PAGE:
Olympus descends...

While this review will be relatively spoiler-free, there may be some spoilers for previous volumes in this series. 

A new year of Injustice means a new threat to Superman's Regime. This time the theme comes in the form of a different kind of comes straight from the books of Greek Mythology. The gods of Olympus turn their gaze down to earth and all sorts of discord ensues. Being a big fan of mythology, I've enjoyed the little bits of Themyscira this series shows, but never would I have guessed that it would bring in the entire Greek Pantheon. I'm thrilled that the story took this turn, but given how much I've read about Zues, Hera, Hermes, and company, this collection definitely had a lot to live up to in terms of my expectations.

4/5 This installment follows in the pattern of becoming one gigantic battle. I do think there were some more interesting turns than the last one had, but there still felt like there was something a little lacking here in terms of the overall narrative.

The cast of INJUSTICE gets a whole lot bigger with the inclusion of Greece's most legendary heroes and gods. If you're like me and love the old tales about gods and demigods, then you will be stoked to see that pretty much all of the heavy hitters come out to center stage. Ares, Artemis, Hermes, Hera, Zues, Hippolyta, Hercules, Atlas and a whole army of Amazons enter the fray. They stand against Superman, demanding he abdicate his throne and leave the planet Earth. All of Superman's allies stand beside him out front of the Hall of Justice and Batman shows up with his team to watch in hopes that the forces of Olympus can finally free them of Superman's tyranny. There's a lot of fantastic tension in the air and little breaks in the conflict offer some great opportunities for interactions between different characters. Wonder Woman was particularly compelling due to being torn between two different sides of the battle. This creates some great conflict between her and Superman as she finds herself having to face off against him. There are other great standoffs between characters like Batman and Robin and Hermes and The Flash. It's these little moments where characters clash and try to reconcile that made this installment feel a little more complete than the last one. I did wonder where Dick Greyson went off to since he just sort of seems to go away. Raven also has a cameo that left me confused as to how she'll play into things to come. I also loved that all of the gods felt true to how I remember them from the myths. Hera is manipulative, Ares has his agenda, Hermes is the dutiful messenger, and Hercules is the hero seeking glory through combat. I did note the lack of presence of Athena and Poseidon, but I hope they'll factor into VOLUME 2. Lex also has some more nice surprises for us including a decision which will likely have some ramifications in the chapters to come. All in all, I did find this area of the volume to be pretty satisfying and the gods' scheming was a lot of fun.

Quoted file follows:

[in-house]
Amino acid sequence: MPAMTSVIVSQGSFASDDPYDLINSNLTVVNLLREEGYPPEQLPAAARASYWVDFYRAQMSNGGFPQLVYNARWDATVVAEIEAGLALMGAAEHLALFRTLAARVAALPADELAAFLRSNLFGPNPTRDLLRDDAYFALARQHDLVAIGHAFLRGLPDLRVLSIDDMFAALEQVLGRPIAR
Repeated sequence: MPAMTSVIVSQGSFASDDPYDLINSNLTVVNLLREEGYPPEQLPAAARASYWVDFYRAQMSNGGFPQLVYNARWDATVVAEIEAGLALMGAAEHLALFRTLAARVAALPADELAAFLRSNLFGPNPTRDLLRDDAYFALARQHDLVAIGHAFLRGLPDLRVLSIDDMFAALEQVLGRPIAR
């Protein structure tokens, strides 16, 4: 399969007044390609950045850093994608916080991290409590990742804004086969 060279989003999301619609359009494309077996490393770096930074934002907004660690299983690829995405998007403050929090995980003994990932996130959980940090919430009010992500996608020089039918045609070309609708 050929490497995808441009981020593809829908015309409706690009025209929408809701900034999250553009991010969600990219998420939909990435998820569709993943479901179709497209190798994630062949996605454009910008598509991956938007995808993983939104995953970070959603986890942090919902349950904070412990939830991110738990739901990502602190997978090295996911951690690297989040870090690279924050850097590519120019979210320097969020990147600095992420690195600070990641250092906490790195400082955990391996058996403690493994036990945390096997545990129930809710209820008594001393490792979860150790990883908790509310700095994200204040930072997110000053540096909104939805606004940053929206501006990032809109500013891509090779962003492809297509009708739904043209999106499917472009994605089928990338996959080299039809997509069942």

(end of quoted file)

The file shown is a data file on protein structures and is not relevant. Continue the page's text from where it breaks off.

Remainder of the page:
Unfortunately, the setting for this volume does feel a little restricted. The vast majority of it takes place entirely in front of the Hall of Justice. Obviously, this is a really lovely and iconic place, but I did feel like that sense of adventure was a little lost here. Leading up to the grand standoff, readers do get to see quick glimpses of Batman's hideout and some city streets, but these are fairly short-lived. There are some gorgeous shots of Mount Olympus and Themyscira to break things up as well. Basically, all of the locations that do show up are carefully selected and visually interesting, you'd just generally expect to see a few more of them in a world as expansive as the DC Universe.